The coldest end of a US Open match came on Thursday at Court 17, where Belarus’ Victoria Azarenka defeated Ukraine’s Marta Kostyuk in straight sets 6-2, 6-3.
When the match ended in the second round, Kostyuk approached the net and offered her racket only to the cheering Azarenka, who proved her right with a quick tap with her own racket before the pair shook hands with the chair umpire.
It was a quick moment, but a great example of how the war in Ukraine is still felt in the sports world.
The world’s No. 65 Kostyuk has been outspoken about the war in Ukraine, in which Belarus is closely allied to Russia in an unprovoked attack on their neighbor, and a perceived silence from the Russian and Ukrainian players on the tour.
That included friction with Azarenka, who was removed from the USTA’s Peace for Ukraine event last week after Kostyuk expressed her discomfort at her participation.
Kostyuk and Azarenka explain US Open awkwardness
According to the British outlet, Kostyuk said after the match that she tried to reach Azarenka, but the former world No. 1 had already left Flushing Meadows:
“I really wanted to warn her that I’m not going to shake her hand because she never came up to me, at least not in person, and didn’t tell me her opinion, and what she thinks… it didn’t happen. So I don’t think I’ll go up to her to strike up a conversation.”
She added: “I just don’t think so [shaking her hand is] the right thing to do in the circumstances I am in now. I don’t know. It was just my choice.
“We had a great game, don’t get me wrong. She is a great competitor, I respect her as an athlete but that has nothing to do with her [as] a human.”
Born in Kiev, Kostyuk still has friends and family living in Ukraine, which is in its seventh month of efforts to push back Russian and Belarusian forces.
For its part, Azarenka told reporters after the game she had contacted the WTA to hold talks with Ukrainian athletes, but was rejected. She said she never had a close relationship with Kostyuk, but in March sent messages of support to other Ukrainian players she knew and would like to meet in person.
She also said that she has quietly offered help to those affected:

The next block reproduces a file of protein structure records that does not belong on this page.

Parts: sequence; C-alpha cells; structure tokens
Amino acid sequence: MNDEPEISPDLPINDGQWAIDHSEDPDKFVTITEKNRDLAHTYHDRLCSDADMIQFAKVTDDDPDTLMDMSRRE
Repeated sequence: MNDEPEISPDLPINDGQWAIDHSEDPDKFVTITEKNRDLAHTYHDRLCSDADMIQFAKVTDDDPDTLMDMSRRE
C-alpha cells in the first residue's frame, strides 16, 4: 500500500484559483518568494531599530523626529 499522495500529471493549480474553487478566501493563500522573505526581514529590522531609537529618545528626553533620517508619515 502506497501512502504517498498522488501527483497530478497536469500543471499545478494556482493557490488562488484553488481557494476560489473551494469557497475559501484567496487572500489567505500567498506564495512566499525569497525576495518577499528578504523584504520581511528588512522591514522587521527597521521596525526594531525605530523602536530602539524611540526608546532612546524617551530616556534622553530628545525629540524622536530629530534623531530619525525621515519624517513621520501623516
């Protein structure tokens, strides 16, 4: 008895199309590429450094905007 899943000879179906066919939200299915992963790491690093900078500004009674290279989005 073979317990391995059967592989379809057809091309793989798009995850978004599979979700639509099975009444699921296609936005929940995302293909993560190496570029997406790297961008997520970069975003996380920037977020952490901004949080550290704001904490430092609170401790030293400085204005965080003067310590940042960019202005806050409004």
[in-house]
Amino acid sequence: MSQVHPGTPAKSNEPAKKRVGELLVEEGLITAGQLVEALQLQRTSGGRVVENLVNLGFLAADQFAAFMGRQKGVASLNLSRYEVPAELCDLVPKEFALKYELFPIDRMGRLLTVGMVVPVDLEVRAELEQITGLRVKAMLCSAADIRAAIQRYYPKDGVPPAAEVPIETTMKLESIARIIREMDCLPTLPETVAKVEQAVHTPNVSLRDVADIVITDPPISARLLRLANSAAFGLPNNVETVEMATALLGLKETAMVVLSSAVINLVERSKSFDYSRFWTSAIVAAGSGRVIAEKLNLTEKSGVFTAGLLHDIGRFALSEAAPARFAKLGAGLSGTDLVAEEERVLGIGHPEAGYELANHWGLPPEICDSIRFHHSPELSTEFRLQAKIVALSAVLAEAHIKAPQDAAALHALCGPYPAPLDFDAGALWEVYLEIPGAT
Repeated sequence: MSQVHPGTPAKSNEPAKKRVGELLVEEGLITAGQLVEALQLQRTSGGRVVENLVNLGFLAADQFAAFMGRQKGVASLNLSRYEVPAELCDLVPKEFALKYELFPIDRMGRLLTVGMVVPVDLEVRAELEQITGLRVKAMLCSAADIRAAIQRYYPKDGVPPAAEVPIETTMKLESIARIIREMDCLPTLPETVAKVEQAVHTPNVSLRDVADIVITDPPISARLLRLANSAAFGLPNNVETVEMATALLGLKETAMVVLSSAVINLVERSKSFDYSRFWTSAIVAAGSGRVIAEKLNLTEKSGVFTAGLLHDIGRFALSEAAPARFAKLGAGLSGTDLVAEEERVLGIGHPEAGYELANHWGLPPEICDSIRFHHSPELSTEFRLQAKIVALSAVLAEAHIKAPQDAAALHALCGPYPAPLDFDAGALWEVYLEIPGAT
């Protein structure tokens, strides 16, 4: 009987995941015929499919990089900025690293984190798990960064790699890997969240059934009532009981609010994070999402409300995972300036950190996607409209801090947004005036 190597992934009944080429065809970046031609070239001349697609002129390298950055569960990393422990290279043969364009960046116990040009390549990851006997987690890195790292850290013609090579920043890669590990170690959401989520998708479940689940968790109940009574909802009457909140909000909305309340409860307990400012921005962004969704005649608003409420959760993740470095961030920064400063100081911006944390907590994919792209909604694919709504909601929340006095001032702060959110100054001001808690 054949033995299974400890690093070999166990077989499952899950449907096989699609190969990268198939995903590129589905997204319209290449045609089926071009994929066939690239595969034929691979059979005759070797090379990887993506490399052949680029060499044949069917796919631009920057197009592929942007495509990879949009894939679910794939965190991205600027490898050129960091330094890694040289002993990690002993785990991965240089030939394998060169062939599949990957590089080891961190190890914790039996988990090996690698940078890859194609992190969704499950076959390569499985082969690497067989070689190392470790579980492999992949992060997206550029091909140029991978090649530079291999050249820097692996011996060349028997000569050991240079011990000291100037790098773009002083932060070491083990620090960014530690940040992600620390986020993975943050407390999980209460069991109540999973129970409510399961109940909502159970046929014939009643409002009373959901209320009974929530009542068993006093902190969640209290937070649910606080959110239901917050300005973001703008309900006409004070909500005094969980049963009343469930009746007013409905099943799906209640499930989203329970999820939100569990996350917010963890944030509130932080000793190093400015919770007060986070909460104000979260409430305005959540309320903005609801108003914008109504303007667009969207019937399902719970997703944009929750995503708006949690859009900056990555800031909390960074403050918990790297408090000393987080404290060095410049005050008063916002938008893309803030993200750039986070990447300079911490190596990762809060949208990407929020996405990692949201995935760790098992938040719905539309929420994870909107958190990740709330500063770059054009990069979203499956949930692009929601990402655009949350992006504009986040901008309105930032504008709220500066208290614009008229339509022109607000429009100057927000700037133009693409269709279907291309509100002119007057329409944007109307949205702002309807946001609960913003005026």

“I feel like I’ve had a very clear message from the beginning, that I’m here to try and help, which I’ve done a lot. Maybe not something people see. And that’s not what I’m doing it for. I do it for people who [are] in need, juniors who need clothes, other people who need money or other people who need transportation or whatever. That’s what I think is important, helping people in need.
“When Marta wants to talk to me – as she texted me yesterday, I replied – I’m always open to listen, try to understand, empathize. I believe that empathy is really important right now, what has “, again, was my clear message at the beginning. I’m staying there because what’s happening in the world is very difficult right now, but we have to remember that we are all human beings and we should treat each other like that.”
Azarenka, who called for peace shortly after the invasion of Russia?was one of many Russian and Belarusian players banned from Wimbledon in response to the war.
She also fired back at Kostyuk’s claim that she hadn’t used her vote on the WTA players’ council enough to condemn the war enough (“With all due respect, I don’t think she has any idea what I’m doing on the players’ council because she’s not there“) and expressed her confusion about why she was booted from the Peace for Ukraine event:
“L [was] called by that USTA and asked if I wanted to join. It’s a no-brainer for me. Like, why shouldn’t I participate in humanitarian aid for people who are really struggling right now? It’s not even a thought for me at the time.
When you ask ‘You’re not doing enough, you’re not saying enough’, I thought this was a gesture that shows real commitment. I’m not sure why it wasn’t conceived that way.
Azarenka will play against Petra Martić in the third round on Saturday.
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